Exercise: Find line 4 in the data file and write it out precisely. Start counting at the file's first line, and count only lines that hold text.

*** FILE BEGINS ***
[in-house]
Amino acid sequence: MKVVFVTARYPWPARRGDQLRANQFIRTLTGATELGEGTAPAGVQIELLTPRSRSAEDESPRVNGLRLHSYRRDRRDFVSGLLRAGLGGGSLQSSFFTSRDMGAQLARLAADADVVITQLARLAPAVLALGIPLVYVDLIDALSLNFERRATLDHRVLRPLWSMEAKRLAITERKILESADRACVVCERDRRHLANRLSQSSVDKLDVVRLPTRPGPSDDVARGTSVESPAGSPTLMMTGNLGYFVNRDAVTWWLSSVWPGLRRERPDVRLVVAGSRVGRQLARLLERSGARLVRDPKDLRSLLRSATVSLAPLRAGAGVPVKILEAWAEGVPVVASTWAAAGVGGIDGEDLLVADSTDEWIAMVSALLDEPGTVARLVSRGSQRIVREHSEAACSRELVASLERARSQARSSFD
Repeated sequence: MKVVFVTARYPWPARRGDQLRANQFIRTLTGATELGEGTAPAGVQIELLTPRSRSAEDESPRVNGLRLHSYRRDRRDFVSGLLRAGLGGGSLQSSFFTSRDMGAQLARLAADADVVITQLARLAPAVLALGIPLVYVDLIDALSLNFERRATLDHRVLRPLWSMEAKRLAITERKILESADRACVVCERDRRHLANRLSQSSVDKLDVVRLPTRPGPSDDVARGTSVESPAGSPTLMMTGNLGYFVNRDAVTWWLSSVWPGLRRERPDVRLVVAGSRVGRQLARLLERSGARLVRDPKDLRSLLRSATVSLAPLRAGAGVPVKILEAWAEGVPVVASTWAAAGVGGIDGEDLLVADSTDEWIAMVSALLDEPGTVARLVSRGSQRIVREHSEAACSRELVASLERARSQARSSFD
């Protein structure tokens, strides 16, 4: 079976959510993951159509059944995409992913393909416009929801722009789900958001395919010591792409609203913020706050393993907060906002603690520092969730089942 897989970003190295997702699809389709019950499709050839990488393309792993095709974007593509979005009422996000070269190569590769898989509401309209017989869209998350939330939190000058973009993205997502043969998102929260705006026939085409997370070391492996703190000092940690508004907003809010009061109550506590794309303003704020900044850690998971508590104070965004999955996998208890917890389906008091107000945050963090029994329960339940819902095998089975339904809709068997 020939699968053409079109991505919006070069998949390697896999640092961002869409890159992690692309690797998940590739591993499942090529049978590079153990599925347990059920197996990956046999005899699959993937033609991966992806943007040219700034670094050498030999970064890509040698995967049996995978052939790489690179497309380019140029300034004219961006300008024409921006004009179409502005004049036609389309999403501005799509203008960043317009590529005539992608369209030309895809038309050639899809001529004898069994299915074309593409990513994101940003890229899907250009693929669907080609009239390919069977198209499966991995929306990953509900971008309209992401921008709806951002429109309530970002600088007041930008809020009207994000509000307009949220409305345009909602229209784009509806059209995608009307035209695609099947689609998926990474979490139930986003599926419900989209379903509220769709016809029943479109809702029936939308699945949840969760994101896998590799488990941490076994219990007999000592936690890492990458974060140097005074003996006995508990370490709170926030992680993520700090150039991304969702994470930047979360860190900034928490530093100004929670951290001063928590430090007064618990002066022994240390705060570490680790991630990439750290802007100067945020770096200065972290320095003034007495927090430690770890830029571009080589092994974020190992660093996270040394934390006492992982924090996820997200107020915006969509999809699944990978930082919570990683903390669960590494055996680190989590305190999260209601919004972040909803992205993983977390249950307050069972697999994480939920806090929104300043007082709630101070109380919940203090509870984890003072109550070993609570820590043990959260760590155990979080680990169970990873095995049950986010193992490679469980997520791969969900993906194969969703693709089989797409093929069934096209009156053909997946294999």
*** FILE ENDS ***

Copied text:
């Protein structure tokens, strides 16, 4: 079976959510993951159509059944995409992913393909416009929801722009789900958001395919010591792409609203913020706050393993907060906002603690520092969730089942 897989970003190295997702699809389709019950499709050839990488393309792993095709974007593509979005009422996000070269190569590769898989509401309209017989869209998350939330939190000058973009993205997502043969998102929260705006026939085409997370070391492996703190000092940690508004907003809010009061109550506590794309303003704020900044850690998971508590104070965004999955996998208890917890389906008091107000945050963090029994329960339940819902095998089975339904809709068997 020939699968053409079109991505919006070069998949390697896999640092961002869409890159992690692309690797998940590739591993499942090529049978590079153990599925347990059920197996990956046999005899699959993937033609991966992806943007040219700034670094050498030999970064890509040698995967049996995978052939790489690179497309380019140029300034004219961006300008024409921006004009179409502005004049036609389309999403501005799509203008960043317009590529005539992608369209030309895809038309050639899809001529004898069994299915074309593409990513994101940003890229899907250009693929669907080609009239390919069977198209499966991995929306990953509900971008309209992401921008709806951002429109309530970002600088007041930008809020009207994000509000307009949220409305345009909602229209784009509806059209995608009307035209695609099947689609998926990474979490139930986003599926419900989209379903509220769709016809029943479109809702029936939308699945949840969760994101896998590799488990941490076994219990007999000592936690890492990458974060140097005074003996006995508990370490709170926030992680993520700090150039991304969702994470930047979360860190900034928490530093100004929670951290001063928590430090007064618990002066022994240390705060570490680790991630990439750290802007100067945020770096200065972290320095003034007495927090430690770890830029571009080589092994974020190992660093996270040394934390006492992982924090996820997200107020915006969509999809699944990978930082919570990683903390669960590494055996680190989590305190999260209601919004972040909803992205993983977390249950307050069972697999994480939920806090929104300043007082709630101070109380919940203090509870984890003072109550070993609570820590043990959260760590155990979080680990169970990873095995049950986010193992490679469980997520791969969900993906194969969703693709089989797409093929069934096209009156053909997946294999």